China took advantage of the new regime. New prime minister Abdullah Yeamin opted into the BRI and the first FDI of Maldives with China and refused to continue defence dialogue with India. China is involved in the over sea China-Maldives friendship bridge and international airport on the island of hulhumale. In 2018 before the new election of Maldives, the court charged former president Mohammad Nasheed with corruption. The new court made another decision to free Mohammad Nasheed. At that time, Nasheed argued for Indian military intervention in Maldives. India and the USA pressed statements in favour of Mohammad Nasheed. China considered India USA’s statement as interference in Maldives’ domestic politics.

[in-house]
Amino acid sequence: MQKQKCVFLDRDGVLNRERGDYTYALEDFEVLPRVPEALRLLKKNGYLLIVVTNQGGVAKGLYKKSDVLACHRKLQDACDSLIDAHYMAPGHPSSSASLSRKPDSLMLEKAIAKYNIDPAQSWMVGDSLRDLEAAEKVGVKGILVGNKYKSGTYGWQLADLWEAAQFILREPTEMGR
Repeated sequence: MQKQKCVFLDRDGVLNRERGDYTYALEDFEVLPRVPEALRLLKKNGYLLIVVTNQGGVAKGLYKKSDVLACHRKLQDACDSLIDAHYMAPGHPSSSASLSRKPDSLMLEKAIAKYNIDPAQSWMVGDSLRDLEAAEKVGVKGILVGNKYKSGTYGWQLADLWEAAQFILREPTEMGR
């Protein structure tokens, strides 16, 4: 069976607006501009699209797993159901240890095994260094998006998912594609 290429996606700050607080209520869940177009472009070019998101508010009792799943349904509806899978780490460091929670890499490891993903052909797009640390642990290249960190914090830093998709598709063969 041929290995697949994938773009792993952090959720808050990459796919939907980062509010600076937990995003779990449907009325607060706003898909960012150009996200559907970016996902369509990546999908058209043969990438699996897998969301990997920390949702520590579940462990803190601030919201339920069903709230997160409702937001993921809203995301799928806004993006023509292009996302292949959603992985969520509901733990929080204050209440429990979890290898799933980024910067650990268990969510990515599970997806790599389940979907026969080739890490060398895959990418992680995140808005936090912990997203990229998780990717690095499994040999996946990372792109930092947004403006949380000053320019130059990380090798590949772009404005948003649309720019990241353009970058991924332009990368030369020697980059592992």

However, in the 2018 election, Mohammad Nasheed’s party MDP came into power again. After coming into power, new president Abdullah Mohd Salih announced an ‘India first’ policy in his government. New Delhi also announced plans to establish a hospital, a radar network and a 500 million USD loan for another 6.7 kilometres bridge in the Maldives. Saleh’s government signed a defence treaty with the USA on 10 September 2020. India and the USA benefited from their two statements in favour of the MDP in Maldives before the 2018 election. With the new regime, India and USA can spread their footprint in Maldives.
This experience is encouraging the USA, India and China to keep close eyes on South Asian states’ 2023/2024 elections because regime change could be beneficial or critical for those states’ policy towards South Asia.
So economic inflation, political turmoil, geopolitical equations and the interest of powerful States in south Asia will make 2023 a crucial time.
Shahadat Hossain, Research Assistant, Centre for Governance Studies.
Views in this article are author’s own and do not necessarily reflect CGS policy.